As National Eating Disorders Awareness Week comes to a close, NU Active Minds hopes to continue its mission to have students think positively about themselves.
The NU Student Body Campaign encourages students to take pictures of themselves and submit them to NU Active Minds. To get the ball rolling, members of NU Active Minds took anonymous photographs of parts of their bodies accompanied by a marker board explaining what they like and then posted the images on the NU Active Minds Tumblr. NU Active Minds plans to create a display with these pictures.
Communication senior and NU Active Minds co-founder Jinny Lee said the NU Student Body Campaign originated because of National Eating Disorders Awareness Week.
“We wanted to bring a project to NU’s campus to get the whole community involved,” Lee said.
Lee said a picture of any body part that means something to a student can be submitted, whether it is a part of his or her body that he or she is confident or insecure about. She said NU Active Minds wanted to spread the message that all bodies are unique.
“We’re really trying to spam all the listservs right now and get people involved,” said Paula Bernhard, NU Active Minds’ public relations committee chair.
The Weinberg junior said she has been working on promoting the campaign through fliers, Facebook, Twitter and Tumblr and said NU Active Minds is considering extending the event.
“Obviously eating disorder stuff doesn’t just go away after this week,” Bernhard said.
A news release from The Alliance for Eating Disorders Awareness noted a rise in eating disorder behavior among college students. The press release also referenced Princeton University Health Services, which stated 30 percent of college students experience eating disorder symptoms sometime during college.
Weinberg sophomore Jessica Smasal, who has spoken at NU Active Minds panels, said she agrees with those figures.
“I think here at Northwestern there’s at least a third of girls who suffer from eating disorders,” Smasal said.
Having experienced an eating disorder in high school, Smasal said she is familiar with the signs. She said society considers dieting and thinness to be good things, which can make it more difficult to tell when someone has an eating disorder.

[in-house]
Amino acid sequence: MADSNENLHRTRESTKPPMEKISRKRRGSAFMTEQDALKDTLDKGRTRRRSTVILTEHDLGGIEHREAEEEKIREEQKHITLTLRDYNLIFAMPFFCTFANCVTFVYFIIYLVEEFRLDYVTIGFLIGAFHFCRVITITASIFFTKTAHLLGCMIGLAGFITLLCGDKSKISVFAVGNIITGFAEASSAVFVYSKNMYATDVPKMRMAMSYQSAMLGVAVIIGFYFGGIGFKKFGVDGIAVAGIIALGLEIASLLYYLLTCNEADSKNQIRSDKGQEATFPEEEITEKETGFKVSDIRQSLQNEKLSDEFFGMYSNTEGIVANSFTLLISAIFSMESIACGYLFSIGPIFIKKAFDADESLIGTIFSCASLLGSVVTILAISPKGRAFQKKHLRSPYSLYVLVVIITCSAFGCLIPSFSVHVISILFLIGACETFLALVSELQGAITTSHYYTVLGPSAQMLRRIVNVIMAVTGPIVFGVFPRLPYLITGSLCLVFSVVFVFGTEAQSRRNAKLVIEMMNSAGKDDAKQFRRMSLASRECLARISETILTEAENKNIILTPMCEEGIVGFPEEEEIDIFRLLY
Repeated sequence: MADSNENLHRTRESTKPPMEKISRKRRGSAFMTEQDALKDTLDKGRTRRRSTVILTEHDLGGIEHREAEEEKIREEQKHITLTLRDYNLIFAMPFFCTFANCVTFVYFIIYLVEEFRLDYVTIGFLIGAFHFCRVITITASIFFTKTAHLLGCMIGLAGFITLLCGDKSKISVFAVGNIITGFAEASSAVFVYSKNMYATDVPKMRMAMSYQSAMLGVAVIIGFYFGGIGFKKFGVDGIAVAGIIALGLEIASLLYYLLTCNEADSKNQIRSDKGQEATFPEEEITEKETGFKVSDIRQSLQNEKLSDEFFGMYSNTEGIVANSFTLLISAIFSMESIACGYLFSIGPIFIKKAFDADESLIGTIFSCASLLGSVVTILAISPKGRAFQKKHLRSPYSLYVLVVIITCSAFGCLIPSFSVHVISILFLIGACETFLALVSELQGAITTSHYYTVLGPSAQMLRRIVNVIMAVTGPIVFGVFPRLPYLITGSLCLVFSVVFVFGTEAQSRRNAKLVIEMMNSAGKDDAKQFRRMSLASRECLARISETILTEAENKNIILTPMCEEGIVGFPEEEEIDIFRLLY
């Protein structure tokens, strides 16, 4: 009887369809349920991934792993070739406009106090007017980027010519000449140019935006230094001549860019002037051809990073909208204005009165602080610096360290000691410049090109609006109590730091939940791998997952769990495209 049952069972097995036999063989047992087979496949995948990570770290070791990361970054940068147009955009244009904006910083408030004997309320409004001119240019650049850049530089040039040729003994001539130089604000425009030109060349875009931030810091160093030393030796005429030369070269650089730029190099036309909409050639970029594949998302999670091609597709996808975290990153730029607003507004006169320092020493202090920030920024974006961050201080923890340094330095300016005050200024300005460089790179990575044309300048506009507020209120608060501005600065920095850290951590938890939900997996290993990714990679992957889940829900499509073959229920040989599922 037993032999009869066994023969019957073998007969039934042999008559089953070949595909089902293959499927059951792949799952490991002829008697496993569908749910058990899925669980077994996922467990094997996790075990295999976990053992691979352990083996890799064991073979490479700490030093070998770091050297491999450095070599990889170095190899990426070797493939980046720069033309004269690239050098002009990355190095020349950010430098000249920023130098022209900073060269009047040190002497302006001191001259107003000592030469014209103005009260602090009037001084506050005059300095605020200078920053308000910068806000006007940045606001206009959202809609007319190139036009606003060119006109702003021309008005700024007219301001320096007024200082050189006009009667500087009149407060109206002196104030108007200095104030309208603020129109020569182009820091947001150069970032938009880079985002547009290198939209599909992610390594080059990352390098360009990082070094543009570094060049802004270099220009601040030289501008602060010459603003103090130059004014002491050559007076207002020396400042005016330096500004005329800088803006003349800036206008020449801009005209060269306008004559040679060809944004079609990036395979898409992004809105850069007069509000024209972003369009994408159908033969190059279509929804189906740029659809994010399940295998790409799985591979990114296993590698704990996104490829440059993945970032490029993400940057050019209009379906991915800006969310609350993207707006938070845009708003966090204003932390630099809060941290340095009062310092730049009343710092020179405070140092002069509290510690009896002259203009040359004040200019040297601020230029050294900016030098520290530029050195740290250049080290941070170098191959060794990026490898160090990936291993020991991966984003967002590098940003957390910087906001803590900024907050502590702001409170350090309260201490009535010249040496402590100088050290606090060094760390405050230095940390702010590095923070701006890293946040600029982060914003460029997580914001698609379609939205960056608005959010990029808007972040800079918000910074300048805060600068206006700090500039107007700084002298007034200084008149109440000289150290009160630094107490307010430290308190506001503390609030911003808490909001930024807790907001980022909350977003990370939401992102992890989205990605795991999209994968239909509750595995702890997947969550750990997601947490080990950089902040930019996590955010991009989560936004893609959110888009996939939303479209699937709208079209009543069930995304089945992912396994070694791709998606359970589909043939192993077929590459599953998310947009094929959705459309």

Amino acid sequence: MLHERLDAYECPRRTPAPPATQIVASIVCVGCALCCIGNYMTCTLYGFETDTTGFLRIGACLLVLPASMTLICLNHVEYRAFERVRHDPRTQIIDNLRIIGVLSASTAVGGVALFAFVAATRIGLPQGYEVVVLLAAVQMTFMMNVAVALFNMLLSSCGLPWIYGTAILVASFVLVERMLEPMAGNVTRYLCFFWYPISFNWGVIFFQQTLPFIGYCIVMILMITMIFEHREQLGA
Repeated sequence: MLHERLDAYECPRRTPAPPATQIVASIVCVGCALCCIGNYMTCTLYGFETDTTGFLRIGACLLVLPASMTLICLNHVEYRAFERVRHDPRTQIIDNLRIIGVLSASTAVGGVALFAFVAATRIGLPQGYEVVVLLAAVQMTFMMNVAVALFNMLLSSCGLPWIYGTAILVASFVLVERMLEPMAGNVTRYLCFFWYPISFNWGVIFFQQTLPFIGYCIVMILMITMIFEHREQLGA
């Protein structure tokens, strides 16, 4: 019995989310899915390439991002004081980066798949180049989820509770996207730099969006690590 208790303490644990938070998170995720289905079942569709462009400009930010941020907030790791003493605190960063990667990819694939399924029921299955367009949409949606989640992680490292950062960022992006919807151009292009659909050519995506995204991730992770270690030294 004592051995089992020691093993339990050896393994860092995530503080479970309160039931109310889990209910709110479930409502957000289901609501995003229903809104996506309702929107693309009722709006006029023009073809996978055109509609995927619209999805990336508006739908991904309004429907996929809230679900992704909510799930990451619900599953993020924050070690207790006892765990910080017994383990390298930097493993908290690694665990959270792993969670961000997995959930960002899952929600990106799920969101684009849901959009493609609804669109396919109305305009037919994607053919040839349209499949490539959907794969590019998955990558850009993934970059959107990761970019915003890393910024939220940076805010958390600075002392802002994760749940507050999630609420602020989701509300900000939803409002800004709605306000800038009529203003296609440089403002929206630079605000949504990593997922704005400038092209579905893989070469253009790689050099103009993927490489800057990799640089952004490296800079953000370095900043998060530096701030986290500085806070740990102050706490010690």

Smasal said she took a test during her treatment and saw herself as 40 pounds heavier than she really was. She said many girls experience this misperception known as body dysmorphia. Another issue Smasal sees with body image is the reluctance to talk about an uncomfortable issue.
“Sometimes the best place to talk about it is with your friends,” Smasal said.
Body image issues affect a large number of people, Smasal said, even though those people may not be struggling at the point of a disorder. Smasal also listed reasons for the increase in eating disorders among college students including unrealistic images of models.
“If you look at 10 years ago, airbrushing wasn’t as good as it is now,” Smasal said. “The girls in the media were still very perfect-looking, but now they are flawless.”
Another source of pressure, Smasal said, comes from college and economic situations.
“There’s so much more pressure to be perfect, in so many different ways,” Smasal said.
In the release, The Alliance for Eating Disorders Awareness said it found 85 percent of health providers and educators from an August 2010 study said the greatest challenge for college campuses was a lack of resources for fighting eating disorders. To combat this, The Alliance for Eating Disorders Awareness printed and distributed 15,000 national referral guides to U.S. eating disorder treatment centers at colleges and universities.
“I really do think we need a bigger push,” Bernhard said.
From the people she has known with eating disorders, Bernhard said many of them have tried different treatments, and each individual differs in his or her opinion of what is most effective. Making those options available will help those with eating disorders know where to go, Bernhard said.
Some resources Bernhard mentioned at NU include Counseling and Psychological Services, the student group NU Listens and the Women’s Center. Bernhard said NU Active Minds’ objectives aim to eliminate the stigma of mental health issues.
Smasal said many issues are shoved under a rug, and bringing them into the open will facilitate help among peers.
“The biggest, best thing we can do as a community right now is start the dialogue,” Smasal said.